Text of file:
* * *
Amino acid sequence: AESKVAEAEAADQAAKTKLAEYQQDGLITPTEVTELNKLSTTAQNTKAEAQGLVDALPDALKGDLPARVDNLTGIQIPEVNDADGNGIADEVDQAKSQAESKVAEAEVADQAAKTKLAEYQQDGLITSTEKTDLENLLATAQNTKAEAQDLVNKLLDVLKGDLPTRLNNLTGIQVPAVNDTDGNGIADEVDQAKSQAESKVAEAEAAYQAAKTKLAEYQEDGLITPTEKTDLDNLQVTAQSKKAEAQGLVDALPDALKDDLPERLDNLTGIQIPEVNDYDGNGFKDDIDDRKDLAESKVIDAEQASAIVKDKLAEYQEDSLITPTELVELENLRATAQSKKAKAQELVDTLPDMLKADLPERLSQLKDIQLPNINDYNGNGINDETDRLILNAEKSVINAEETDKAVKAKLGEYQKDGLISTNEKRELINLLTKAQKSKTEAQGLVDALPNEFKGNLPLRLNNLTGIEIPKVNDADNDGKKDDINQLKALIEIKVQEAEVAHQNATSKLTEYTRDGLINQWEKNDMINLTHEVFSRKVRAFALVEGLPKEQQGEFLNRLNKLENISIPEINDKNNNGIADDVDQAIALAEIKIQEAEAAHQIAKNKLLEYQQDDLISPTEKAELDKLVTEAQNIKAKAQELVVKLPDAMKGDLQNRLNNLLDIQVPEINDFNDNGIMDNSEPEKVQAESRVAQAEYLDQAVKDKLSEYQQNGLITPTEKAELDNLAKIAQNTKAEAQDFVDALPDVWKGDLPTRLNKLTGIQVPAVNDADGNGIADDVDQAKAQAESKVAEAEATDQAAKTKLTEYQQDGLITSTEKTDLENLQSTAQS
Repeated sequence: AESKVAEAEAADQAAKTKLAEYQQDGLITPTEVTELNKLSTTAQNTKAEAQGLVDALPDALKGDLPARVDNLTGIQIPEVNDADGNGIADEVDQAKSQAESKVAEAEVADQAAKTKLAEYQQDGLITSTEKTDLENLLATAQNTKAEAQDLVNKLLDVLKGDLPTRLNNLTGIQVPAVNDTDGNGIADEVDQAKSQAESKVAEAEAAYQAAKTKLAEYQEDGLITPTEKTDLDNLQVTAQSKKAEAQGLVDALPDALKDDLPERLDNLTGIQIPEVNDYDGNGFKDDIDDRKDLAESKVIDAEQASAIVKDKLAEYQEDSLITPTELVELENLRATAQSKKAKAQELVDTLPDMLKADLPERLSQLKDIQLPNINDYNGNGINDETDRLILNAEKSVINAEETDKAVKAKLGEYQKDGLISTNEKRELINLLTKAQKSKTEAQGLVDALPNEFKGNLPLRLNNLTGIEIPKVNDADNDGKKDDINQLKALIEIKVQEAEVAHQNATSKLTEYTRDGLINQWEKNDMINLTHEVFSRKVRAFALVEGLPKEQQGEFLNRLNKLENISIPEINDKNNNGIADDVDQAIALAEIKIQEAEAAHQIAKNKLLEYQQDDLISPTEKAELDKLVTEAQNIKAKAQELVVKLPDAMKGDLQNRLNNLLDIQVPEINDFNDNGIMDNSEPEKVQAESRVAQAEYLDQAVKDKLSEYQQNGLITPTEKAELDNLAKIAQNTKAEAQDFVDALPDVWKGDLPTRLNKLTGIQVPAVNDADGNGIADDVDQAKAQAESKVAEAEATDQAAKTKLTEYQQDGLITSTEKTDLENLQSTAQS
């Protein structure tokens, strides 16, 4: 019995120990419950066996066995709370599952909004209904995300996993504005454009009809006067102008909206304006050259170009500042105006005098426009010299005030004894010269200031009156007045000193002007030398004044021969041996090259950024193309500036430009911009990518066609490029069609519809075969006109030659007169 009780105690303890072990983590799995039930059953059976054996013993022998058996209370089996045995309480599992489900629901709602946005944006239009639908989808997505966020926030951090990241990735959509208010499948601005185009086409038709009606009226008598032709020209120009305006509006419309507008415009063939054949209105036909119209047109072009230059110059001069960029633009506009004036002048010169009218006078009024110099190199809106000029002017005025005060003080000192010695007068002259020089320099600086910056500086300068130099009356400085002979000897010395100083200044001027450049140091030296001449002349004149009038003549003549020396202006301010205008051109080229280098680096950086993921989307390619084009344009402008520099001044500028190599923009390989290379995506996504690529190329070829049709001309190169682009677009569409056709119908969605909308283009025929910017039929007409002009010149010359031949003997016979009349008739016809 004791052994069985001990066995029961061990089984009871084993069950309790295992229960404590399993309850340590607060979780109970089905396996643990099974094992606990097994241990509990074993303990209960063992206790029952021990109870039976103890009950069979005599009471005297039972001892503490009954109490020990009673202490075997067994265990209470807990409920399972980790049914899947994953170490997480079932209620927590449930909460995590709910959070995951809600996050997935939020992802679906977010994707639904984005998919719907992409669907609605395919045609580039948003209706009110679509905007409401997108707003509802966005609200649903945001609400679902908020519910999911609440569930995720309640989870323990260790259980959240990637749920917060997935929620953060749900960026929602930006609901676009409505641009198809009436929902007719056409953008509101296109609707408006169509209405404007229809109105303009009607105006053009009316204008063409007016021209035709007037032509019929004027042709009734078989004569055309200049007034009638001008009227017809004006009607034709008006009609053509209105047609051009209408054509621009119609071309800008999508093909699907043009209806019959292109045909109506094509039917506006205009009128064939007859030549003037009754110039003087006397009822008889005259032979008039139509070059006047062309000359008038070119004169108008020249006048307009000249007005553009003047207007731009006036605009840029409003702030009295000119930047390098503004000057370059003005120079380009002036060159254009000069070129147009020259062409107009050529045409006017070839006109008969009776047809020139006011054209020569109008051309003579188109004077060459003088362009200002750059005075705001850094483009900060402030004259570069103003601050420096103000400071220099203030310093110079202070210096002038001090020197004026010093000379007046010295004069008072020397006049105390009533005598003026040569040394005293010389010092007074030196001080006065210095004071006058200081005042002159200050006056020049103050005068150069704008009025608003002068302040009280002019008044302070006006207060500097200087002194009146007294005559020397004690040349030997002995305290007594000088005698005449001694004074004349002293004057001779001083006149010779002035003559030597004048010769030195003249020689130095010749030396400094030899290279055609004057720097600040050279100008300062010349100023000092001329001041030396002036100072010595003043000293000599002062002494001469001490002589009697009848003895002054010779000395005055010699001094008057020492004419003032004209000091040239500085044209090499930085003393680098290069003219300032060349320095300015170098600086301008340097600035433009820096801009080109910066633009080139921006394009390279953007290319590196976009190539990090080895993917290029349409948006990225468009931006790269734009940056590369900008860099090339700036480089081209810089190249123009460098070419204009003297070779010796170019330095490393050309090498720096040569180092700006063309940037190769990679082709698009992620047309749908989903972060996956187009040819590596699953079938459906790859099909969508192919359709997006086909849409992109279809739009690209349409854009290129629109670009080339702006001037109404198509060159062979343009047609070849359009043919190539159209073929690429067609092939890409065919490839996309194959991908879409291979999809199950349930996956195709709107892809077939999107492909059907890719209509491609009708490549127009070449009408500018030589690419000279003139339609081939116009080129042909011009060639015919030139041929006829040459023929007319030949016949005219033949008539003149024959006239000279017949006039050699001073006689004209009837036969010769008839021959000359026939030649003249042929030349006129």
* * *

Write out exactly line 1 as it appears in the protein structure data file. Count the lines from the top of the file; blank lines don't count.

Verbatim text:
Amino acid sequence: AESKVAEAEAADQAAKTKLAEYQQDGLITPTEVTELNKLSTTAQNTKAEAQGLVDALPDALKGDLPARVDNLTGIQIPEVNDADGNGIADEVDQAKSQAESKVAEAEVADQAAKTKLAEYQQDGLITSTEKTDLENLLATAQNTKAEAQDLVNKLLDVLKGDLPTRLNNLTGIQVPAVNDTDGNGIADEVDQAKSQAESKVAEAEAAYQAAKTKLAEYQEDGLITPTEKTDLDNLQVTAQSKKAEAQGLVDALPDALKDDLPERLDNLTGIQIPEVNDYDGNGFKDDIDDRKDLAESKVIDAEQASAIVKDKLAEYQEDSLITPTELVELENLRATAQSKKAKAQELVDTLPDMLKADLPERLSQLKDIQLPNINDYNGNGINDETDRLILNAEKSVINAEETDKAVKAKLGEYQKDGLISTNEKRELINLLTKAQKSKTEAQGLVDALPNEFKGNLPLRLNNLTGIEIPKVNDADNDGKKDDINQLKALIEIKVQEAEVAHQNATSKLTEYTRDGLINQWEKNDMINLTHEVFSRKVRAFALVEGLPKEQQGEFLNRLNKLENISIPEINDKNNNGIADDVDQAIALAEIKIQEAEAAHQIAKNKLLEYQQDDLISPTEKAELDKLVTEAQNIKAKAQELVVKLPDAMKGDLQNRLNNLLDIQVPEINDFNDNGIMDNSEPEKVQAESRVAQAEYLDQAVKDKLSEYQQNGLITPTEKAELDNLAKIAQNTKAEAQDFVDALPDVWKGDLPTRLNKLTGIQVPAVNDADGNGIADDVDQAKAQAESKVAEAEATDQAAKTKLTEYQQDGLITSTEKTDLENLQSTAQS